If employers reject NEST because of the contribution limit, or other limits, they may place employees in schemes with unfairly high charges. I am deeply concerned about the apparent lack of a quality test for schemes that would be deemed to be a qualifying alternative to NEST. We know from past mis-selling scandals that too few people understand how charges, and pensions, work, and that—as in the case of the mis-selling of endowment policies—it can take many years for such practices to come to light. I ask the Minister to consider, with the benefit of hindsight in regard to previous mis-selling problems, what measures he intends to take to ensure that we do not store up similar troubles with auto-enrolment outside NEST.
My second point, which the Minister has touched on, relates to the ban on transfers to NEST, which resulted from lobbying from the pensions industry and which will benefit that industry at the expense of employees in the scheme. Under the current rules, people who are auto-enrolled in a scheme and go into NEST will not be able to move existing pots into the scheme. Such a ban cannot benefit the very employees and future pensioners whom we are trying to assist; it can only support the industry. I believe that a modern pension in a modern age should be portable, and that provisions for transfers in and out of NEST should be included in the Bill even if they cannot be implemented immediately. I welcomed some of the reassurances given by the Minister in his opening remarks.
My third reason for concern is the three-month waiting period. Although I understand the need to balance the administrative burden for businesses, it means that half a million fewer people will be automatically enrolled. As has been pointed out twice already today, nowadays many people have 11 different employers over their lifetimes. I would support a reduction to one month. Nevertheless, employees are currently able to opt in to the system from the first day of their employment, but they need to know that they have that right. I urge the Minister to amend the measures to require employers to ensure that employees are aware from when they start their employment that they can opt in from day one and receive employer pensions contributions.
The pensions cap combined with the three-month opt-out and the inability to transfer into NEST will prevent casual workers and part-time workers—mainly women—from building a decent pot, even though that is our aim. I ask the Minister to consider these concerns and in his closing remarks to give the House further assurances as to how they can be addressed.
I rise to speak in support of the new clause of Harriett Baldwin. I also strongly endorse everything my hon. Friend Teresa Pearce has just said. I, too, strongly support auto-enrolment. It offers a genuine breakthrough in attracting those people who presume that saving has nothing to offer them, which is not infrequently because their wages have been extremely low.
This scheme requires greater Government support, however. I was concerned by the Minister’s somewhat sanguine attitude towards what the established pensions industry is going to do. As the hon. Member for West Worcestershire said, millions of people will for the first time feel encouraged to begin to save for their future.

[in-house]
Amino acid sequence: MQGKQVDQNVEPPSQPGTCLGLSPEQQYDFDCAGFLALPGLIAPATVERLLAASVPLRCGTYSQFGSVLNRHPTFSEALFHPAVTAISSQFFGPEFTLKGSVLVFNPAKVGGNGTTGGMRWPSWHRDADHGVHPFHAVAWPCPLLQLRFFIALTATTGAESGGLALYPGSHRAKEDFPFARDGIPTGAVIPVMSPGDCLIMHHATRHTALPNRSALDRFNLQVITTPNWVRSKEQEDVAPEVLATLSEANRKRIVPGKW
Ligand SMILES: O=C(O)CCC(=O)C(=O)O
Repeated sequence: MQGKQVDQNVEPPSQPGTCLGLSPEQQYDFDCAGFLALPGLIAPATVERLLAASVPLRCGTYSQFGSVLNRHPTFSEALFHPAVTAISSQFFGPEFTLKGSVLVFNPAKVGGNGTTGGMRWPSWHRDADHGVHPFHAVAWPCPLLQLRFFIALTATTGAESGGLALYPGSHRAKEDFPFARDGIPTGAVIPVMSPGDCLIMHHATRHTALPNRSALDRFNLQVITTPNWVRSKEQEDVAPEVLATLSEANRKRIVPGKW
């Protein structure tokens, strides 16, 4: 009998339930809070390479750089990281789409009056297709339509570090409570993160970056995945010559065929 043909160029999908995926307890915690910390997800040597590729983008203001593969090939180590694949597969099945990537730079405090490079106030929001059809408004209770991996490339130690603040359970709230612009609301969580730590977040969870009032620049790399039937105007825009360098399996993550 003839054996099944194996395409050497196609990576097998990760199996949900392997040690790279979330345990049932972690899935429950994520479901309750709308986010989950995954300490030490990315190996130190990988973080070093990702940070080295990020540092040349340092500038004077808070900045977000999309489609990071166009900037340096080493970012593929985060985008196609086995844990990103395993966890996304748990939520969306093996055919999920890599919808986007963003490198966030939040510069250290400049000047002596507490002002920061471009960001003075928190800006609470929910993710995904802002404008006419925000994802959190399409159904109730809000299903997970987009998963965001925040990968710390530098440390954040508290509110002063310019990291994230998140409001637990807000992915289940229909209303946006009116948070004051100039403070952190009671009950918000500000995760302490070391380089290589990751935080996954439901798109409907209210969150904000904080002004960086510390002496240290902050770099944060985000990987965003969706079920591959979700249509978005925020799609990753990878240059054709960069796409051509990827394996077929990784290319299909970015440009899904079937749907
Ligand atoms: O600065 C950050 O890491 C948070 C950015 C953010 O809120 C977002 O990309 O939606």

Those people have always been out there, but the existing pensions industry has done absolutely nothing to attract them into savings. If it is suddenly interested in this new market, I wonder what it finds so attractive. The Minister referred to the CBI, which is a confederation of major employers. However, from my point of view the real silver lining of the scheme is that it will attract employers who employ only a few staff and their employees.
I am not making a party political point here, but we are currently in a period when people’s standards of living are falling. The most recent report from the Institute for Fiscal Studies found that most people’s standard of living has fallen by 7%. That will serve only to reinforce the existing reluctance of small businessmen and their employees on low incomes to see any benefits in saving for the future, and the pensions industry does not seem in any way geared up to make it attractive.
My hon. Friend spoke about the mis-selling scandals of the past. I need only refer to payment protection insurance. The mis-selling of that was conducted by bankers, and at that time they were considered to be rock-solid people, although that assessment has now changed dramatically in this country and the entire world. There have been far too many examples of excessive charges. I have also referred to the impenetrable documents issued to us by our pension providers. The problem is not simply their length or the smallness of the print; they are completely incomprehensible.
I understand that the Government cannot simply say to everybody, “Listen, the only scheme you should go into is this new scheme, NEST.” However, as that option is not available to them, they must work with the existing pensions industry to ensure that safeguards are in place.
The Government have attempted to make some changes in another supposedly competitive industry: the energy industry. They have markedly failed, however. There is no genuine competition in that industry. We, the people who have to pay the bills, know that, and Which? has said it, as have Ofgem and the Government.
This measure is a major step forward and, as I have said, I absolutely endorse it, because it genuinely seems to be a way of ensuring that people can have a more secure future for themselves. Not only that, but we also hope it will relieve the tax burden for generations to come and it should give people a greater sense of being in charge of their own destinies. However, that is not possible if they are not absolutely satisfied and guaranteed that the pensions being sold are actually transparent and honest, and that the detail is specific and clear to them—
Debate interrupted (Programme Order, this day).
The Deputy Speaker put forthwith the Question already proposed from the Chair (
Question agreed to.
New clause 2 accordingly read a Second time, and added to the Bill.
The Deputy Speaker then put forthwith the Questions necessary for the disposal of the business to be concluded at that time (